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Title:
PHOSPHATE BINDING POLYMERS
Document Type and Number:
WIPO Patent Application WO/2009/122400
Kind Code:
A1
Abstract:
Novel polymeric compounds, having a plurality of cyclic guanidine groups, processes of preparing same and uses thereof in the treatment of conditions associated with elevated serum phosphate are disclosed.

Inventors:
WULFF, Guenter (Mommsenstrasse 20, Erkrath, D-40699, DE)
GREEN, Bernard S. (38 Haim Sireni Street, Apt. 5, Rechovot, 76229, IL)
Application Number:
IL2009/000340
Publication Date:
October 08, 2009
Filing Date:
March 25, 2009
Export Citation:
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Assignee:
SEMOREX INC. (11 Byron Lane, Fanwood, New Jersey, 07023, US)
WULFF, Guenter (Mommsenstrasse 20, Erkrath, D-40699, DE)
GREEN, Bernard S. (38 Haim Sireni Street, Apt. 5, Rechovot, 76229, IL)
International Classes:
C08F8/30; A61K31/00; A61P13/12; C08F12/26; C08F20/60; C08F26/00; C08G73/02; C08J3/24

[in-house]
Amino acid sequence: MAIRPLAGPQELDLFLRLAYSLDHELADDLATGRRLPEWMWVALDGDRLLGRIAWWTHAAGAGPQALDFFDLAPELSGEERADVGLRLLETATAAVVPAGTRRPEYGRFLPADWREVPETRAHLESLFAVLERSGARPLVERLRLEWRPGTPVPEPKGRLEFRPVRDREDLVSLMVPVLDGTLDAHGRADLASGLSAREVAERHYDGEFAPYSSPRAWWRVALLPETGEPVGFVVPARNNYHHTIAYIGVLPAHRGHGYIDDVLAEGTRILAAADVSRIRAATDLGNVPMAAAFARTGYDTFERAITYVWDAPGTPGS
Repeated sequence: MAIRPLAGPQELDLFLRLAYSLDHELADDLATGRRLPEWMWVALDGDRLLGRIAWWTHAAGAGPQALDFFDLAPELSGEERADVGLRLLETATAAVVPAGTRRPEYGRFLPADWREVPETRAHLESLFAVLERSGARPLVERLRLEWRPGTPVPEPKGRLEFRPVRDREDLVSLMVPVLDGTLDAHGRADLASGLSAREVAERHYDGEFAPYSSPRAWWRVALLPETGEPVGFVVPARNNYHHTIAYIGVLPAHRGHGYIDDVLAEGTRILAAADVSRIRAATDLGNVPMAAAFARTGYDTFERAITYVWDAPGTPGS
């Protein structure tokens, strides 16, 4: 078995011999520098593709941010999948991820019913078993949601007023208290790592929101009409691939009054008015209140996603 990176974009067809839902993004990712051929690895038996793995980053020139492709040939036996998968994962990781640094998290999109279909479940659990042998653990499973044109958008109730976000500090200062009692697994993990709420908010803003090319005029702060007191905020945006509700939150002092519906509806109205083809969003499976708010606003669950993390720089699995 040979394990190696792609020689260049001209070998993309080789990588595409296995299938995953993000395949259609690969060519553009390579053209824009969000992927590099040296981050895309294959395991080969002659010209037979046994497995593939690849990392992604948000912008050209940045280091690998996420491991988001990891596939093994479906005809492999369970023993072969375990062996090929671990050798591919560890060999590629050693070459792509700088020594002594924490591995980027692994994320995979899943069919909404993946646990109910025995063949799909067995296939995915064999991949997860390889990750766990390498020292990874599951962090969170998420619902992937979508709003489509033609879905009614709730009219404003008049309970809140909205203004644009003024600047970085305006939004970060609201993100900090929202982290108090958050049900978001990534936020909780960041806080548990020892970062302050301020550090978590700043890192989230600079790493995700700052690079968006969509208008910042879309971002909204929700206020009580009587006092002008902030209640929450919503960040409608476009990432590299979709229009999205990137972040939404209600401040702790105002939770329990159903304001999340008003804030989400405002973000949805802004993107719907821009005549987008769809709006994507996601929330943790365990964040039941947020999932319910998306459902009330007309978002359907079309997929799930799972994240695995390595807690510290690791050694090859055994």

Foreign References:
US6294163B1
US20070072802A1
US20060171916A1
Other References:
GELBARD G ET AL: "Polynitrogen strong bases as immobilized catalysts" REACTIVE & FUNCTIONAL POLYMERS, ELSEVIER SCIENCE PUBLISHERS BV, NL, vol. 48, no. 1-3, 2 May 2001 (2001-05-02), pages 65-74, XP004242138 ISSN: 1381-5148
Attorney, Agent or Firm:
G.E. EHRLICH (1995) LTD. et al. (11 Menachem Begin Street, Ramat Gan, 52521, IL)
Download PDF:
Claims:

WHAT IS CLAIMED IS:

1. A polymeric compound comprising a polymeric backbone and a plurality of pendant groups attached to said polymeric backbone, wherein at least a portion of said pendant groups comprise a cyclic guanidine group.

2. The polymeric compound of claim 1, wherein said portion of said pendant groups which comprise said cyclic guanidine group is in a range of from 1 % to 100 % of said pendant groups.

3. The polymeric compound of claim 1, wherein said portion of said pendant groups which comprise said cyclic guanidine group is in a range of from 50 % to 95 % of said pendant groups.

4. The polymeric compound of any of claims 1 to 3, wherein said cyclic guanidine group is selected from the group consisting of a 5-membered and a 6- membered cyclic guanidine group.